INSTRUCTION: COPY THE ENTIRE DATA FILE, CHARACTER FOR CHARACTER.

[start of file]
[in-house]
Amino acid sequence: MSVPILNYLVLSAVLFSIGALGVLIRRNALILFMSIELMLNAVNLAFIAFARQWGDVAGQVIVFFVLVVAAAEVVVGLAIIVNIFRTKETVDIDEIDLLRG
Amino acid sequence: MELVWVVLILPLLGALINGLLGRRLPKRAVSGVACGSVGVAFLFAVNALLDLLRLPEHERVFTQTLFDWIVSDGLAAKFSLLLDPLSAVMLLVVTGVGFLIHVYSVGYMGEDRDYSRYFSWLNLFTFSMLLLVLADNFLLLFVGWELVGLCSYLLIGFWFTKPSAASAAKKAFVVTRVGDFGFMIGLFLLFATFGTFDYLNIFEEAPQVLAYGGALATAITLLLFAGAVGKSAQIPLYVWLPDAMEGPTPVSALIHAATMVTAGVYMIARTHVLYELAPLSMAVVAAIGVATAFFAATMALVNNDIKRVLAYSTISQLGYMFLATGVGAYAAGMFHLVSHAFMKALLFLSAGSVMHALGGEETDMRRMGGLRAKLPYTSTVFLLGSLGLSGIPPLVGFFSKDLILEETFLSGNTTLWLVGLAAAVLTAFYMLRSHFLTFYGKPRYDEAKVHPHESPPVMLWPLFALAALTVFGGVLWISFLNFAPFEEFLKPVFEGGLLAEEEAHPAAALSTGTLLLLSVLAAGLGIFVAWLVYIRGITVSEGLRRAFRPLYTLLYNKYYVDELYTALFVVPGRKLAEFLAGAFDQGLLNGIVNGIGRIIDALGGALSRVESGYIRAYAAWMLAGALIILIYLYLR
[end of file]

[in-house]
Amino acid sequence: MSVPILNYLVLSAVLFSIGALGVLIRRNALILFMSIELMLNAVNLAFIAFARQWGDVAGQVIVFFVLVVAAAEVVVGLAIIVNIFRTKETVDIDEIDLLRG
Amino acid sequence: MELVWVVLILPLLGALINGLLGRRLPKRAVSGVACGSVGVAFLFAVNALLDLLRLPEHERVFTQTLFDWIVSDGLAAKFSLLLDPLSAVMLLVVTGVGFLIHVYSVGYMGEDRDYSRYFSWLNLFTFSMLLLVLADNFLLLFVGWELVGLCSYLLIGFWFTKPSAASAAKKAFVVTRVGDFGFMIGLFLLFATFGTFDYLNIFEEAPQVLAYGGALATAITLLLFAGAVGKSAQIPLYVWLPDAMEGPTPVSALIHAATMVTAGVYMIARTHVLYELAPLSMAVVAAIGVATAFFAATMALVNNDIKRVLAYSTISQLGYMFLATGVGAYAAGMFHLVSHAFMKALLFLSAGSVMHALGGEETDMRRMGGLRAKLPYTSTVFLLGSLGLSGIPPLVGFFSKDLILEETFLSGNTTLWLVGLAAAVLTAFYMLRSHFLTFYGKPRYDEAKVHPHESPPVMLWPLFALAALTVFGGVLWISFLNFAPFEEFLKPVFEGGLLAEEEAHPAAALSTGTLLLLSVLAAGLGIFVAWLVYIRGITVSEGLRRAFRPLYTLLYNKYYVDELYTALFVVPGRKLAEFLAGAFDQGLLNGIVNGIGRIIDALGGALSRVESGYIRAYAAWMLAGALIILIYLYLR